Attracting The Right Customer
This post was originally published on Christina Giliberti’s blog
Each and every one of us is a customer. We are customers of Tesco’s for food shopping; customers of B&Q for DIY, customers of Vodafone for mobile phone credit and customers of Amazon for, well… everything else.
As suppliers and sellers ourselves, we need to establish who our customers are before we can sell to them. These are the customers interested in our products or services. They are the right “fit”, the right customer.
Stage 1: Research (The who)
To have any hope of selling, we must first reasearch who we can sell to. We could look at the following:
Is our offering :
- For personal or business use
- For adults / males / females / children / other
- Expensive or cheap
- New or used
- Geared towards the general or niche market
- Feature rich. What does it do and who would use these features
- Desireable or rare
This will give us some idea of our perfect match. The final result is our customer profile, which we use to seek out our potential customers.
Stage 2: Search (The where)
With our profile as a guide, we next search for our customer. This can be done online and offline.
Social Media sites like Facebook, Twitter and LinkedIn are great places to start.
Facebook contains a lot of data on a person which we can match against our customer profile:
- Profile : Likes / Interests / Hobbies / Description
- Fans of : Groups / companies
- Wall: Comments / Shares / Likes / Uploads
With Twitter we can look at:
- Profile descriptions
- Tweets / Retweets
- #tags used
- Recurring themes
- Blogs posts
- Companies being followed
LinkedIn is more business-focused, but you still have access to quite a bit of information. The decision making unit in a business will differ from personal items, so tracking the correct contact in a business will aid the communication process. Look at :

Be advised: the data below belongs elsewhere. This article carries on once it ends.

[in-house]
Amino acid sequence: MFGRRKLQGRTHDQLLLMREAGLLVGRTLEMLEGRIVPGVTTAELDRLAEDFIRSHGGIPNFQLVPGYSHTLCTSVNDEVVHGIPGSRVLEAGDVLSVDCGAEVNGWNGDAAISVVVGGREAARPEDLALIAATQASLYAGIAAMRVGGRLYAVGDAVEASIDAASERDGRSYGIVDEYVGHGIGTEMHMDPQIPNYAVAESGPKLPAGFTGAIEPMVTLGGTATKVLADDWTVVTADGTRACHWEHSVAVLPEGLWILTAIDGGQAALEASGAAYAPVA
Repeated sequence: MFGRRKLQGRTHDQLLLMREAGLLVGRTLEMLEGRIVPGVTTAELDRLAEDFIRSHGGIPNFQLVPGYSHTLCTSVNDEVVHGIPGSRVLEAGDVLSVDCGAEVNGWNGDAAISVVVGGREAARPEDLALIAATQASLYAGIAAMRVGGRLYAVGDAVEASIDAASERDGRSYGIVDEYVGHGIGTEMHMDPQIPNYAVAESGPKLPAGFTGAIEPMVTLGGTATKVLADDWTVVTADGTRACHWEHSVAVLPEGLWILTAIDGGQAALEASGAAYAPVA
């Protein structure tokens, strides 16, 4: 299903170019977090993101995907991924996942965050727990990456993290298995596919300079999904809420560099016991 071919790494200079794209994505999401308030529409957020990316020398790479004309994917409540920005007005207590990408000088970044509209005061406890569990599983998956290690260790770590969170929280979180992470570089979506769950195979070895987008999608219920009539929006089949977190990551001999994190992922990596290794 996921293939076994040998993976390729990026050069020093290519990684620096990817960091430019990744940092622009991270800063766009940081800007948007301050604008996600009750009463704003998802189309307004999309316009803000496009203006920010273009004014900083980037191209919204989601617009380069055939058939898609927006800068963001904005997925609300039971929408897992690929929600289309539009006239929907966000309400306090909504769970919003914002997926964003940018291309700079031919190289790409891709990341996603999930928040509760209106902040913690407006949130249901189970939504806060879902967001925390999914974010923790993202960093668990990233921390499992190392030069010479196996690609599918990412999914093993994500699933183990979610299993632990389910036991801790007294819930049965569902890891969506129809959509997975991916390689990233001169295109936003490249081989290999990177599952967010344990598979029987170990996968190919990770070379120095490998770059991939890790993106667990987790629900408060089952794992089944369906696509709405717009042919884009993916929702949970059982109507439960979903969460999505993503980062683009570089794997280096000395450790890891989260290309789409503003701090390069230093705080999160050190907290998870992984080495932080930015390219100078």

- Profile information
- Working history
- Contacts in the industry (also assists with competitor evaluation)
- Networking events
- Industry events
- Membership events
Stage 3: Target (The how)
This is the important bit - Get their attention by appealing to their needs and interests. As a discussion with Sean O’Sullivan (a fellow Bloggertoner) revealed, people like to feel important, valued and understood. You need to be specific and tailor your approach to the product or service you are offering.
Stick to your brand guidelines, but don’t be scared to think outside the box. Keep your customer profile at the heart of your thinking.
- Advertise using language specific to your target
- Use images and text that they can relate to
- Consider the best way to approach them without being obtrusive or rude
- Use the platforms that they are on or attend events where they will be
Are you experiencing difficulties targeting the right customers? Tell us all about it. What are your thoughts on targeting? Do you use customer profiles to target?